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Tuesday, 5 June, 2001, 13:18 GMT 14:18 UK
Cuban radio defiant 40 years on
Cuban leader President Fidel Castro
Still defiant after all this time
A thorn in the side of its powerful neighbour and adversary, Radio Havana Cuba recently celebrated its 40th anniversary.

According to the head of the Cuban parliament, Ricardo Alarcon, the country's international radio station still maintains its "revolutionary desire to change the world".

Do they believe they will be able to hide it from the world?... No, Cuba already has a radio station which is broadcasting to all Latin America... being heard by innumerable brothers and sisters in Latin America and the world over

Fidel Castro

Mr Alarcon says it will continue to provide "a voice for all dispossessed and downtrodden peoples" throughout the world.

Bay of Pigs

The station was born shortly after the ill-fated Bay of Pigs invasion in April 1961.

In an address at the funeral of victims of the failed, US-backed venture, President Fidel Castro announced: "Do they believe they will be able to hide it from the world?... No, Cuba already has a radio station which is broadcasting to all Latin America... being heard by innumerable brothers and sisters in Latin America and the world over."

Shortly afterwards, on 1 May 1961, Radio Havana Cuba began broadcasting in Spanish and English for two hours daily.

Now it broadcasts 30 hours daily, having added French, Arabic, Creole, Portuguese, the South American Indian languages of Quechua and Guarani, and Esperanto to its original two languages.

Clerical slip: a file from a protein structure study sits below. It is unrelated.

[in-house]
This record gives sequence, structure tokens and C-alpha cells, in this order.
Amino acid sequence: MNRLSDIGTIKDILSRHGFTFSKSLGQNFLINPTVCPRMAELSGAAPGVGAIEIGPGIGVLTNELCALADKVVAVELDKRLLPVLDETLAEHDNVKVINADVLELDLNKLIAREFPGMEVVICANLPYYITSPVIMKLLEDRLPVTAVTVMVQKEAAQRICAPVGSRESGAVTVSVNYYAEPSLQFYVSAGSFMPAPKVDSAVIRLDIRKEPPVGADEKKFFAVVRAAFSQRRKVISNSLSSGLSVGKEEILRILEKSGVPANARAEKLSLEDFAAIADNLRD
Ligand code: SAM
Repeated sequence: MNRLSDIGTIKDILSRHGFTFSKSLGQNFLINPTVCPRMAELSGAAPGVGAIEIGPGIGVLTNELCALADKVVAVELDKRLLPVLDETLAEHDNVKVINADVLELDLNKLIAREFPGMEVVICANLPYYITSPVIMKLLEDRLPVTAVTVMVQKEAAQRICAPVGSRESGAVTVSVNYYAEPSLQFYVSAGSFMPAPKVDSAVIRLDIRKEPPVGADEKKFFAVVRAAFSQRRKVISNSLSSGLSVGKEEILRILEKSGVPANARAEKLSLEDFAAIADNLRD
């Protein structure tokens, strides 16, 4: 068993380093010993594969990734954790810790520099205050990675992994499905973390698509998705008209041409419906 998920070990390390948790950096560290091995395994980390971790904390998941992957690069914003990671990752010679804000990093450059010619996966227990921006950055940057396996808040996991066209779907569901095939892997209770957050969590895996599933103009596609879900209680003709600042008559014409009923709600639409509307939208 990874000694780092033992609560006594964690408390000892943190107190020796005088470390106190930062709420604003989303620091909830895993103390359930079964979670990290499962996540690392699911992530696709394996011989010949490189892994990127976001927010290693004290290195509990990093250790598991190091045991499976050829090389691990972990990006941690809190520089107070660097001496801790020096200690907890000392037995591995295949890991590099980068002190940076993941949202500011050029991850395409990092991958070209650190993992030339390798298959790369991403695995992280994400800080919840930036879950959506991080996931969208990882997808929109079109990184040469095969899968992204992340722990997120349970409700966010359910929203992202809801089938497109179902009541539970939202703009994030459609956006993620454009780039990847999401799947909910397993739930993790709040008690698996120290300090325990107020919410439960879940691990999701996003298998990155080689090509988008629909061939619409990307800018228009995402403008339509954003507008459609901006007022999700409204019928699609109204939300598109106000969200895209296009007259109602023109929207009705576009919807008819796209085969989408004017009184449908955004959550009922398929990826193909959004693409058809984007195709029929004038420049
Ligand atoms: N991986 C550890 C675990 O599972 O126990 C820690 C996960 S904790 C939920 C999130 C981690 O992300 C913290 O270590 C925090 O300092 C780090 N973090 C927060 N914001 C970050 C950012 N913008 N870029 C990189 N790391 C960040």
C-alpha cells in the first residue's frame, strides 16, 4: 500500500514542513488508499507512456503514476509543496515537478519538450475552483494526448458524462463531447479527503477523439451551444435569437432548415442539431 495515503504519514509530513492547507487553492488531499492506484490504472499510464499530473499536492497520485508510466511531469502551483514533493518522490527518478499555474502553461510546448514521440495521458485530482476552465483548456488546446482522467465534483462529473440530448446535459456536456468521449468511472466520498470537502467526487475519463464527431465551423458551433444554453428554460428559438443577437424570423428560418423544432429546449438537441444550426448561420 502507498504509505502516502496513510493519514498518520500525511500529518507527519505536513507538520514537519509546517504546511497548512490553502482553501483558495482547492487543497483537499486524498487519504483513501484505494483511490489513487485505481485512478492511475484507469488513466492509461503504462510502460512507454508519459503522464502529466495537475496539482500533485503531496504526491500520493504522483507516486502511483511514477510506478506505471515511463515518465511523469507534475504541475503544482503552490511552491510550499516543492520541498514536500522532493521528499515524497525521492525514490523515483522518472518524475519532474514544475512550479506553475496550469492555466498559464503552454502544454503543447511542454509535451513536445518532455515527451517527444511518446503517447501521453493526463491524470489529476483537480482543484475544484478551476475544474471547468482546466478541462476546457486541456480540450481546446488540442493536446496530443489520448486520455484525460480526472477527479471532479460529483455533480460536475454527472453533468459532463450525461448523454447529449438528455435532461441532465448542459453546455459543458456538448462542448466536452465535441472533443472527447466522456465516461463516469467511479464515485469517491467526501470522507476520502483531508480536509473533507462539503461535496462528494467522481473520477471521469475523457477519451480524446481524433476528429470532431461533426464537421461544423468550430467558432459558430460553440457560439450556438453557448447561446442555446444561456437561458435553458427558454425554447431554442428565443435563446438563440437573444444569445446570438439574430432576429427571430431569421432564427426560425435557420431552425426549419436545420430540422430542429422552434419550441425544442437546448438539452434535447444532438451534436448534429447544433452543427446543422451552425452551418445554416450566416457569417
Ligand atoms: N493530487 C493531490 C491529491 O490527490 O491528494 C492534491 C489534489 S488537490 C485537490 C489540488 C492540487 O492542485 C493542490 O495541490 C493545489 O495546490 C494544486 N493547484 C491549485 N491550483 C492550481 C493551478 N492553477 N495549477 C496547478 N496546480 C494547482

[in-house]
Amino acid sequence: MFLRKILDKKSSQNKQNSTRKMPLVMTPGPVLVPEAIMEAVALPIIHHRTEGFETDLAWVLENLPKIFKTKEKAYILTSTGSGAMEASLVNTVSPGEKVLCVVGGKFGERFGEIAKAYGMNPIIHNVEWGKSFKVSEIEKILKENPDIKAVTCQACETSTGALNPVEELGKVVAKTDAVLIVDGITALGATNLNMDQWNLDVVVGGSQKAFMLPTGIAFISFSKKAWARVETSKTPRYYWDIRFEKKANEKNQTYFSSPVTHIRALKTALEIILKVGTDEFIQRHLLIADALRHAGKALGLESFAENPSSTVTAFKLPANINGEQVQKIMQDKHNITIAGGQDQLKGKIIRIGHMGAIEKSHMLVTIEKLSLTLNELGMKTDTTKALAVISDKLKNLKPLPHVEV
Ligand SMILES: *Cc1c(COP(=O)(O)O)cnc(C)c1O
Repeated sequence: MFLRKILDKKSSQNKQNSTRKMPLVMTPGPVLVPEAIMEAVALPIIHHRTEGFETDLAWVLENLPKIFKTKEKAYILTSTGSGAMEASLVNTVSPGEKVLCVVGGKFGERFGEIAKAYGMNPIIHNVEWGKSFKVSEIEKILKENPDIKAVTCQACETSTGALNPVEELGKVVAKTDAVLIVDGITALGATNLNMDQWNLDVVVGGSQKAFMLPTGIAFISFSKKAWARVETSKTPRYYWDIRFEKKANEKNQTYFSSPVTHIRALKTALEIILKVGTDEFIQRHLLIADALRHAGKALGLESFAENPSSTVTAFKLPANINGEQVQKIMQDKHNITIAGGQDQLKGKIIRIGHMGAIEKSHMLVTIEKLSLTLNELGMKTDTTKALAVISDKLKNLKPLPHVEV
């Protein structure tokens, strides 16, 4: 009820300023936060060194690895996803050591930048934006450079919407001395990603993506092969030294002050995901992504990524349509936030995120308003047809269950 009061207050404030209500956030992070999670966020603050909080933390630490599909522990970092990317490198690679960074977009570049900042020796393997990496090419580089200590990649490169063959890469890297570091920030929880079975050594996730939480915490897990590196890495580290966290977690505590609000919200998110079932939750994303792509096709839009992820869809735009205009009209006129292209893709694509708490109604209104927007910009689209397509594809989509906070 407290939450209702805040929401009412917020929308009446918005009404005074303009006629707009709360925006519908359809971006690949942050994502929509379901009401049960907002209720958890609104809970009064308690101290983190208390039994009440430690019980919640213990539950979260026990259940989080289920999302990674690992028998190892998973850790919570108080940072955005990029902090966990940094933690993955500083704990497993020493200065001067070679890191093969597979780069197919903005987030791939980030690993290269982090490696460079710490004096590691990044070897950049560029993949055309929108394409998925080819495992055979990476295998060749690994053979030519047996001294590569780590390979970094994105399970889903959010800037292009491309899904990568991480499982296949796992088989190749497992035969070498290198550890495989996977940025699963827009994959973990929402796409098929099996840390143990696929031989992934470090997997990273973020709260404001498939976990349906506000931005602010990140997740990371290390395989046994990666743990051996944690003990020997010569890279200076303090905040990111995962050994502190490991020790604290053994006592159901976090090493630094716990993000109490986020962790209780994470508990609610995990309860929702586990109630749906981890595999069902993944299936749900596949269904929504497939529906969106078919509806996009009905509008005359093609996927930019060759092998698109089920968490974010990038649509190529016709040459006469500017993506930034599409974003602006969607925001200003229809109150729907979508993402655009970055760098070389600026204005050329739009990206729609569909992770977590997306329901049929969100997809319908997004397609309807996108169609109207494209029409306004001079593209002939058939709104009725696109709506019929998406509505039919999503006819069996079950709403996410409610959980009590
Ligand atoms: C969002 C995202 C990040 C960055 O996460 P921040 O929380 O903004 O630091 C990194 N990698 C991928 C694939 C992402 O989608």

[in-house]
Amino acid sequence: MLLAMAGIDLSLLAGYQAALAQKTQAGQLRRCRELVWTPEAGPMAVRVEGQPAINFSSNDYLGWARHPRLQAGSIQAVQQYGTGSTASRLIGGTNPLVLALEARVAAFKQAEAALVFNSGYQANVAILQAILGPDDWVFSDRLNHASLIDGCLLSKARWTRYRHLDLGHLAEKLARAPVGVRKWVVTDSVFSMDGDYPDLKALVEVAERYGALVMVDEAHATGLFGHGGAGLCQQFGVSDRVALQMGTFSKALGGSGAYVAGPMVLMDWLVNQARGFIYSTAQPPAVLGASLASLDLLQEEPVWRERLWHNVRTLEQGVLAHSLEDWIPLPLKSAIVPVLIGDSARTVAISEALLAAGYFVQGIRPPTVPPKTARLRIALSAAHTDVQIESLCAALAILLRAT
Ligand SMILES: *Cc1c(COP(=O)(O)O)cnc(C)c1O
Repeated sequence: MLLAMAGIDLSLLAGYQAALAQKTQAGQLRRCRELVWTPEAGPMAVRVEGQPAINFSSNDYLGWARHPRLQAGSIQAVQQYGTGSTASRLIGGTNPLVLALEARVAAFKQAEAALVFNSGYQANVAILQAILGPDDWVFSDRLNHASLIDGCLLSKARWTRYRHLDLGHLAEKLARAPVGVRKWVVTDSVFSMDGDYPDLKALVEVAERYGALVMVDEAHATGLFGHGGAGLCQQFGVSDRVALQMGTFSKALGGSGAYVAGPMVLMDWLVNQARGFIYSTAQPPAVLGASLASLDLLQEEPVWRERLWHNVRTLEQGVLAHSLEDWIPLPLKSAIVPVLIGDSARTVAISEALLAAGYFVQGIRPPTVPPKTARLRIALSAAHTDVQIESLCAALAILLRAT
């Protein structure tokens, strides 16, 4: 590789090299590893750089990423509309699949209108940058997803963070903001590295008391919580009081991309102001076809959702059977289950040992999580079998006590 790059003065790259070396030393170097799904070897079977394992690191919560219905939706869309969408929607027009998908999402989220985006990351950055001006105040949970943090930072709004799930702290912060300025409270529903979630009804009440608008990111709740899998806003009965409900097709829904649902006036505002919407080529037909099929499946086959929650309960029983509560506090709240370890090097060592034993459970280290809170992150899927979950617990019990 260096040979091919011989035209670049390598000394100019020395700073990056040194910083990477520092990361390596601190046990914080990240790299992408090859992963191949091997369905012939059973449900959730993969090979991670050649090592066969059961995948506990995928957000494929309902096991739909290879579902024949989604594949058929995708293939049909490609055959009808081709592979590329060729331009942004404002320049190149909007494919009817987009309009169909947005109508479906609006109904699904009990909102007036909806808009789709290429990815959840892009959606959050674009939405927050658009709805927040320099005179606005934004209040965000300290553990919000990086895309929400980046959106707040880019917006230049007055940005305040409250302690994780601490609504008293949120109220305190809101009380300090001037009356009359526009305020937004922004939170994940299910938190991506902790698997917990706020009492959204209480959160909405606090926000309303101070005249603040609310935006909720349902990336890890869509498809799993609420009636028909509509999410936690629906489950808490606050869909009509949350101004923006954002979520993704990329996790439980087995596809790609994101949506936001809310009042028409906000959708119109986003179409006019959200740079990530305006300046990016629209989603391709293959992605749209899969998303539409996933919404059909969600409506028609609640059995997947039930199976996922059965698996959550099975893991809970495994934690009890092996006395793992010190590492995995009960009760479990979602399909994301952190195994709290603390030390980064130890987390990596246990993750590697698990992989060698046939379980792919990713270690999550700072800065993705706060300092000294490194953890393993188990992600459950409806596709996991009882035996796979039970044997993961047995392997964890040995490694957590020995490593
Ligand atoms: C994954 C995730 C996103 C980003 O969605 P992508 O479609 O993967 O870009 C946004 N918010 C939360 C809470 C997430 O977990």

Cuban boat people fleeing to USA
Another source of US-Cuban tension

Radio Havana Cuba's output is a blend of national and foreign news, praising the country's achievements with little or no criticism of its shortcomings while taking an internationalist, often anti-US line in its reporting of world affairs.

It is quick to highlight the shortcomings in its giant neighbour and adversary to the north west. Much emphasis is placed on the economic and racial inequalities in the United States. Much of its venom is reserved for the current White House incumbent, George W. Bush.

Bush's incoherent and senseless anti-Cuba speech last week was merely an effort to thank those in Florida for his fraudulent electoral victory

A recent broadcast quoted Foreign Minister Felipe Perez Roque as saying that "Cuba has outlived 10 US administrations.

"Felipe Perez Roque said Bush's incoherent and senseless anti-Cuba speech last week was merely an effort to thank those in Florida for his fraudulent electoral victory and to try and guarantee the re-election of his brother, Jeb Bush, as governor of Florida," the radio said.

Hardly the type of language designed to win over the present White House incumbent.

Tit for tat

The United States in turn targets Cuba with Radio and TV Marti, a government-funded service which exhorts Cubans to rebel against the "repression and human rights abuses" in the country and fight for a US-style democracy - an unsubtle call for Cubans to overthrow the Castro government.

Station director Milagros Hernandez says her radio was founded "to let the world know what was going on in Cuba and especially to broadcast to the poor countries of the Third World", and there is as much need for that now as ever.

Ms Hernandez says it aims "to disseminate the best of Cuban and Latin American culture", particularly music and sports, and is planning to improve programming, with more in-depth coverage of Third World issues, especially on Africa.

BBC Monitoring, based in Caversham in southern England, selects and translates information from radio, television, press, news agencies and the internet from 150 countries in more than 70 languages..

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24 May 01 | Americas
Cuba blasts Bush over dissidents
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